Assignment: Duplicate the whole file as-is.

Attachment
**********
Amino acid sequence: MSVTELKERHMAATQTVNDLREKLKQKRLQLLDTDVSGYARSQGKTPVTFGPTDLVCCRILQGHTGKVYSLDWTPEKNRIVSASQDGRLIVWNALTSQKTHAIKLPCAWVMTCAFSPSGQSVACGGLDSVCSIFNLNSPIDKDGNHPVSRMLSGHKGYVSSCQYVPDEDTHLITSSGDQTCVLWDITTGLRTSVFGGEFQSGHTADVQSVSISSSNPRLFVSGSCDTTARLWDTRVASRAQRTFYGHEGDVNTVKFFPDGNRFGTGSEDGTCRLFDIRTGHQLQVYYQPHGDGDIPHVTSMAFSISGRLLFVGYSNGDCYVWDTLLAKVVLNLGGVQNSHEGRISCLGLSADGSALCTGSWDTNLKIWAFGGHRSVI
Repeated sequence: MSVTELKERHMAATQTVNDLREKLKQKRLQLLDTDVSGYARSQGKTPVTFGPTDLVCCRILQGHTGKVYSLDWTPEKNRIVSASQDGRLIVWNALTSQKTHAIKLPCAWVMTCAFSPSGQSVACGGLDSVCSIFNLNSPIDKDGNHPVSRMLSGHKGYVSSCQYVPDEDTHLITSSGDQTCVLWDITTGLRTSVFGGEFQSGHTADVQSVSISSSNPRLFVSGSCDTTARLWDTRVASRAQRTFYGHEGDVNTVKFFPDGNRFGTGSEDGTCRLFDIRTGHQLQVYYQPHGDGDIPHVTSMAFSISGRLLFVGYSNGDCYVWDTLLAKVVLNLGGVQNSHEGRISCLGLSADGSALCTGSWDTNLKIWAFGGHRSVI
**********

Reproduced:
Amino acid sequence: MSVTELKERHMAATQTVNDLREKLKQKRLQLLDTDVSGYARSQGKTPVTFGPTDLVCCRILQGHTGKVYSLDWTPEKNRIVSASQDGRLIVWNALTSQKTHAIKLPCAWVMTCAFSPSGQSVACGGLDSVCSIFNLNSPIDKDGNHPVSRMLSGHKGYVSSCQYVPDEDTHLITSSGDQTCVLWDITTGLRTSVFGGEFQSGHTADVQSVSISSSNPRLFVSGSCDTTARLWDTRVASRAQRTFYGHEGDVNTVKFFPDGNRFGTGSEDGTCRLFDIRTGHQLQVYYQPHGDGDIPHVTSMAFSISGRLLFVGYSNGDCYVWDTLLAKVVLNLGGVQNSHEGRISCLGLSADGSALCTGSWDTNLKIWAFGGHRSVI
Repeated sequence: MSVTELKERHMAATQTVNDLREKLKQKRLQLLDTDVSGYARSQGKTPVTFGPTDLVCCRILQGHTGKVYSLDWTPEKNRIVSASQDGRLIVWNALTSQKTHAIKLPCAWVMTCAFSPSGQSVACGGLDSVCSIFNLNSPIDKDGNHPVSRMLSGHKGYVSSCQYVPDEDTHLITSSGDQTCVLWDITTGLRTSVFGGEFQSGHTADVQSVSISSSNPRLFVSGSCDTTARLWDTRVASRAQRTFYGHEGDVNTVKFFPDGNRFGTGSEDGTCRLFDIRTGHQLQVYYQPHGDGDIPHVTSMAFSISGRLLFVGYSNGDCYVWDTLLAKVVLNLGGVQNSHEGRISCLGLSADGSALCTGSWDTNLKIWAFGGHRSVI